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If you really think about it, it was only a matter of time before the awesome power of a digitally connected world would give way to a phenomenon that allowed budding entrepreneurs and inventors to attract millions of dollars from thousands of small investors. Crowdfunding sites, such as Kickstarter and Indiegogo, have helped launched exciting new technologies such as the Oculus Rift virtual reality head mount display (which has since been acquired by Facebook), and they have raised tens of thousands of dollars for such outrageous innovations as a watermelon holder and new potato salad recipes.
With the early success of thousands of would-be Thomas Edison’s, crowdfunding is definitely here to stay! For entrepreneurs, or just about anyone with an idea, it’s a quick, easy way to raise funds. For anyone with a few dollars to invest, it’s a great opportunity for getting in on the ground floor of the next big thing.
How Crowdfunding Works:
Crowdfunding has actually been around for awhile in a more pedestrian form, in which entrepreneurs or product innovators would network among prospective investors to attract funds for their venture. However, crowdfunding as we know it today, with the potential to raise tens or hundreds of thousands of dollars from completely anonymous people, came about through the power of the Internet to connect thousands of like-minded individuals. Essentially, crowdfunding websites bring together entrepreneurs with people looking to invest in their ideas.
Anyone with an idea can package their plan to be presented on a crowdfunding website. In addition to a written plan, many people create videos or slide shows to present their ideas in the best possible light. Potential investors comb through the site by category looking for ideas they might find interesting. Some sites allow for investments as small as five dollars, and you would be amazed at the types of projects they will support. Incredibly, one individual who broke a front tooth and was without dental insurance, raised enough money from 183 individuals to pay for a cap.
How Much Money Can I Raise?
The sky is the limit as far as the amount of money that can be raised. The developer of a new video game, called Star Citizen, raised more than $70 million through a crowdfunding campaign. Producers of the movie Veronica Mars, crowdfunded the production with $5.7 million raised through movie buffs. It’s not uncommon for crowdfunding campaigns to set a fundraising goal only to blow right through it. The inventors of the Pebble Watch, a less-sophisticated precursor to the Apple Watch, set a goal to raise $100,000, but ended up collecting more than $10 million from excited technology geeks.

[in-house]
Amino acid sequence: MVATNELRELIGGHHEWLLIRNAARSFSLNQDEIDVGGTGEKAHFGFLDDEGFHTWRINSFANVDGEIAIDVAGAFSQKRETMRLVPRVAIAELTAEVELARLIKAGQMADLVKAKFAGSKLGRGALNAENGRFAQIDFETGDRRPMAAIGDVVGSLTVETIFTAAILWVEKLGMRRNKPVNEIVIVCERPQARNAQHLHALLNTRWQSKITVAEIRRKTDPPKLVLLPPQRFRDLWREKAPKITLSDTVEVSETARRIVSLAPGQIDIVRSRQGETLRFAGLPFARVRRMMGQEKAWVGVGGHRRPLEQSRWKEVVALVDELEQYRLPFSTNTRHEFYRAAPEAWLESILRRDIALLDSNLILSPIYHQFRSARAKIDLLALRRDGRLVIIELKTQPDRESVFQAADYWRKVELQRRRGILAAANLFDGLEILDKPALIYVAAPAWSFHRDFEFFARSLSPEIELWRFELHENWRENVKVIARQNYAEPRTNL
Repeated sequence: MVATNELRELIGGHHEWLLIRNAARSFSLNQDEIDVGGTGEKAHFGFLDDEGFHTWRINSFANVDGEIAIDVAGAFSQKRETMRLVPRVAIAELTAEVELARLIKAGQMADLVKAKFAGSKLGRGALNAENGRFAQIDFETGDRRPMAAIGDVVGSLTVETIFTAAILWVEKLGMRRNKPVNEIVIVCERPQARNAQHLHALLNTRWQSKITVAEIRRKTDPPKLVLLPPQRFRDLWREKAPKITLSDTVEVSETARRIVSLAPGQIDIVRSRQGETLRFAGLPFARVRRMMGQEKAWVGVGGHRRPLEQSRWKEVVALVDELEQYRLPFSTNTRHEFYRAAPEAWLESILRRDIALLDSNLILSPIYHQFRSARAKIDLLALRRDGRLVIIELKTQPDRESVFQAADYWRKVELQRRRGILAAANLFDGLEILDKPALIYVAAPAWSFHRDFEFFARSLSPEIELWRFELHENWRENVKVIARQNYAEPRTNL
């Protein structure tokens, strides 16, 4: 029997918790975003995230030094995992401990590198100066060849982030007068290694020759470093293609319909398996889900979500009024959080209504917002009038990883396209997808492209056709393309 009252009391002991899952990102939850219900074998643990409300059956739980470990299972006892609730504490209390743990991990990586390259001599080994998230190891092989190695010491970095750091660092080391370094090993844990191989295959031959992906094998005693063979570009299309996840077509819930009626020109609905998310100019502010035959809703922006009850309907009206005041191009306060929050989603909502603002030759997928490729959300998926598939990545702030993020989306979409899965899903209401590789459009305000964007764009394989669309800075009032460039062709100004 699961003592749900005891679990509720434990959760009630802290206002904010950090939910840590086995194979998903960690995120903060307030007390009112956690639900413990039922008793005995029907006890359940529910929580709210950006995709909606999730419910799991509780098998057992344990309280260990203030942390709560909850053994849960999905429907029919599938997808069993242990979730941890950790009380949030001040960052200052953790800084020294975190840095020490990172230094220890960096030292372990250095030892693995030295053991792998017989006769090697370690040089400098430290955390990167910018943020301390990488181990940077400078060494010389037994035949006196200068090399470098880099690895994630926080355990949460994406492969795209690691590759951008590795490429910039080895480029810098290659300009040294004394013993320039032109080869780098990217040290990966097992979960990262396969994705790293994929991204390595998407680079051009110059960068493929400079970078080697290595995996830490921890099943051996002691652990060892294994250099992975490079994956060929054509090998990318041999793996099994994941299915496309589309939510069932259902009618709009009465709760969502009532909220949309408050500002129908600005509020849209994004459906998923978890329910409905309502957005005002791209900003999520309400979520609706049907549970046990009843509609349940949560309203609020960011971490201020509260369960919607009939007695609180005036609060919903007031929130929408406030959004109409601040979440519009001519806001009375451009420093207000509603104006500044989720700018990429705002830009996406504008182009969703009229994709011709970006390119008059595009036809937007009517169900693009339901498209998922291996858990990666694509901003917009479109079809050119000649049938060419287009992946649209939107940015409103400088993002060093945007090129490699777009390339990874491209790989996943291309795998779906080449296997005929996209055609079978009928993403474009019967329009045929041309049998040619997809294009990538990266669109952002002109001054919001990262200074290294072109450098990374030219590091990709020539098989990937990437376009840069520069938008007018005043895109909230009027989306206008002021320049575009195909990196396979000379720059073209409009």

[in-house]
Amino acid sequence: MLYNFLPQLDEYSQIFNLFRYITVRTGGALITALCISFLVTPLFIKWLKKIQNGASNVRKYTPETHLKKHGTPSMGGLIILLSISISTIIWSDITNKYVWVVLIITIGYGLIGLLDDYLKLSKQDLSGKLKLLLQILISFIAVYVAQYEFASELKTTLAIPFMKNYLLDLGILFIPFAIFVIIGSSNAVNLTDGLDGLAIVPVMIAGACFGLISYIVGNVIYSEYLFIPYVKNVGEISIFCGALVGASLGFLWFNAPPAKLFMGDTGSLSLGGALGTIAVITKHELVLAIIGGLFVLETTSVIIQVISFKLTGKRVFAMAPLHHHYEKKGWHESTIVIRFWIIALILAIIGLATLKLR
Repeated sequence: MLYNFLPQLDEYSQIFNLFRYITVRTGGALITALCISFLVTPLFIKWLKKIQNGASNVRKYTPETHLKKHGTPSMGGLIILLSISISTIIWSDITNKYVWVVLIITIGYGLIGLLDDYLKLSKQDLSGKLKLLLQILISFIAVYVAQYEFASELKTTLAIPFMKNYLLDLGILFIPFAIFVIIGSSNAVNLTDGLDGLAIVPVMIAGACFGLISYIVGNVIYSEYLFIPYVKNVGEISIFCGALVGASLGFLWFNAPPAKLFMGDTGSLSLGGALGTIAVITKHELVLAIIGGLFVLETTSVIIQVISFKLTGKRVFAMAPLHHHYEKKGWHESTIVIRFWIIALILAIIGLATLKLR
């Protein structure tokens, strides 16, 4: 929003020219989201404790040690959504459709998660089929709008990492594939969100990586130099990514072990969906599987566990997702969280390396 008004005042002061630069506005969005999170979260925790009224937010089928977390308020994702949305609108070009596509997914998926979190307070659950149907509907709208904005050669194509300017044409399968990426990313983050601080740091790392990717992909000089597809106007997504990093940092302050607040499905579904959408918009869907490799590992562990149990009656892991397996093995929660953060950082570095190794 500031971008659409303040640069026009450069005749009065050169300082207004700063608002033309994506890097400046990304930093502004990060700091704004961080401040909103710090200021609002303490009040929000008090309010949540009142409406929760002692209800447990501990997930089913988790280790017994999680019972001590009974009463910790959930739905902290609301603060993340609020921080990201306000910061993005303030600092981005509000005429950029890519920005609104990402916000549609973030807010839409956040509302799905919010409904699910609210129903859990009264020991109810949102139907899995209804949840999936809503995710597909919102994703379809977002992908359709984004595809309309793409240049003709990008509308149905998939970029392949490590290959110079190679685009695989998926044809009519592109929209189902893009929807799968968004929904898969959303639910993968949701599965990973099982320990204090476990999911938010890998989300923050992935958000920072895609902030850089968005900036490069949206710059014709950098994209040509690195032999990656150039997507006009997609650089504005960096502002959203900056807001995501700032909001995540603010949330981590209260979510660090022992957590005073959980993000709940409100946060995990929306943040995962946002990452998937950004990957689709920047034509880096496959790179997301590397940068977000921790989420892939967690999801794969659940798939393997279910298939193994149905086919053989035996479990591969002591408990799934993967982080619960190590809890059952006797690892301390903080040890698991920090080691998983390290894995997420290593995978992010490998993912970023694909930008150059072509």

What’s in it for the Investor?
Remarkably, many crowdfunding investors don’t expect a return on their investment. Some take their satisfaction in knowing they helped to launch a big idea. Others are satisfied if they are able to participate in the early launch of a big idea. For instance, a video game maker might offer the opportunity to be among the first recipients of a new game. Many crowdfunders are happy to receive any sort of non-cash reward that recognizes their contribution.
Larger and more sophisticated crowdfunding projects might offer an equity position in the new venture. Although the percentage of projects that fail to launch is pretty high, investors who understand the risks and are able to diversify their investments among several projects, could participate in the next billion dollar acquisition somewhere down the road.
Is Crowdfunding for Me?
In 2012 Congress passed the JOBS Act legitimatizing crowdfunding. Since then, it has become a multi-billion dollar source of funding for entrepreneurs, business owners, movie producers, inventors, and yes, even people who need dental work. So, why not for you?
As crowdfunding has exploded in popularity, it has become somewhat specialized. For instance, musicians and artists can go to Patreon.com to connect with people who support the arts. There’s even a crowdfunding site for T-shirt entrepreneurs called Teespring. The bigger, more established sites include Kickstarter and Indiegogo. It is important to do your due diligence with any of these sites, especially in determining the costs you will incur. Most sites charge a certain percentage from the funds raised. That can be a starting benchmark to use for comparison.
As many entrepreneurs and business owners see it, crowdfunding can be an alternate or supplementary source of funding for just about any aspect of their business. Although it can never fully replace a solid relationship with a bank, which is critical for many business needs, it can be the additional source of funds that can keep unwanted venture capitalists, investment partners, and even family members away, thus enabling you to maintain greater control of your business.